• Teleworking may be performed anywhere outside the employer’s premises. It is no longer necessary to be only performed from the home of the employee.
  • Employees and employers may agree that employees will determine their own working hours for more flexibility. In that case, the employee may lose its entitlement to certain salary premiums.  
  • Employees’ right to disconnect outside working hours must be agreed upon between the parties.
  • Employers are now required to reimburse employees for increased expenses related to telework as agreed upon in the collective agreement or negotiated in the employment contract.
  • Teleworkers should enjoy the same rights as on-site employees.

Spain

On 9 July 2021, Law 10/2021 replaced Royal Decree-law 28/2020 which passed on 22 September 2020. The legislation applies only to “regular” remote working when at least 30% of the employee’s total hours over any three-month period are carried out remotely.  The main characteristics of the new remote work legal framework include:

  • All remote working arrangements should be established in a written agreement and on a voluntary basis.
  • Remote employees should enjoy the same rights as on-site employees.
  • Employers are required to provide all employees including those with disabilities with the necessary resources, tools, and equipment (including the digital ones) to perform their job. Employers should also pay for any maintenance of such tools and equipment as needed.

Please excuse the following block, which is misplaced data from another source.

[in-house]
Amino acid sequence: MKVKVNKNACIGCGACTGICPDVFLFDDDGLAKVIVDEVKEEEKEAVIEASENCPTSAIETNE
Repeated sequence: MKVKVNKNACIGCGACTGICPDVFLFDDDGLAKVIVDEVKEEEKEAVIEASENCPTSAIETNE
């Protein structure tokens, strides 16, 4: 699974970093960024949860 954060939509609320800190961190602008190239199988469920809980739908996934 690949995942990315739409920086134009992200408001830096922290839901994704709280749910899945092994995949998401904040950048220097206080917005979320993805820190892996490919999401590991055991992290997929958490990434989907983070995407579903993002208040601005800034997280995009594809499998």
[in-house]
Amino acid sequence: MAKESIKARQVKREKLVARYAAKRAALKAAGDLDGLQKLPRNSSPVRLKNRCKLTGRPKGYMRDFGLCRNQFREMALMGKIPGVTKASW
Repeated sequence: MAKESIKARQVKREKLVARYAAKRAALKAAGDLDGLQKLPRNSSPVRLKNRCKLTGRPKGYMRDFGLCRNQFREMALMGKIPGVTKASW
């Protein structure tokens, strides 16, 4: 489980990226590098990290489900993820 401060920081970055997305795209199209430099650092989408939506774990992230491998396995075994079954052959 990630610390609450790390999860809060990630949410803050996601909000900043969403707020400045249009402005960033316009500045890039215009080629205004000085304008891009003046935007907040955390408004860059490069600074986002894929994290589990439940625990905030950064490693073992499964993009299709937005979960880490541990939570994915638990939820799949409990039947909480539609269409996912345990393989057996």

• Employers are required to cover expenses related to remote work. Reimbursement of the expenses and details on what should be provided to enable the remote work of employees must be agreed upon between the employee and the employer in the employment contract unless already established by a collective agreement.  
  • Employers are prohibited from discriminating against remote employees on the grounds of age, gender, seniority, disability, and professional groups.
  • Employers are required to carry out a risk assessment of remote employees’ workspaces. The risk assessment should not only apply to psychosocial, ergonomic and organizational factors, but also the accessibility of the actual working environment. Further application decrees should clarify this new factor.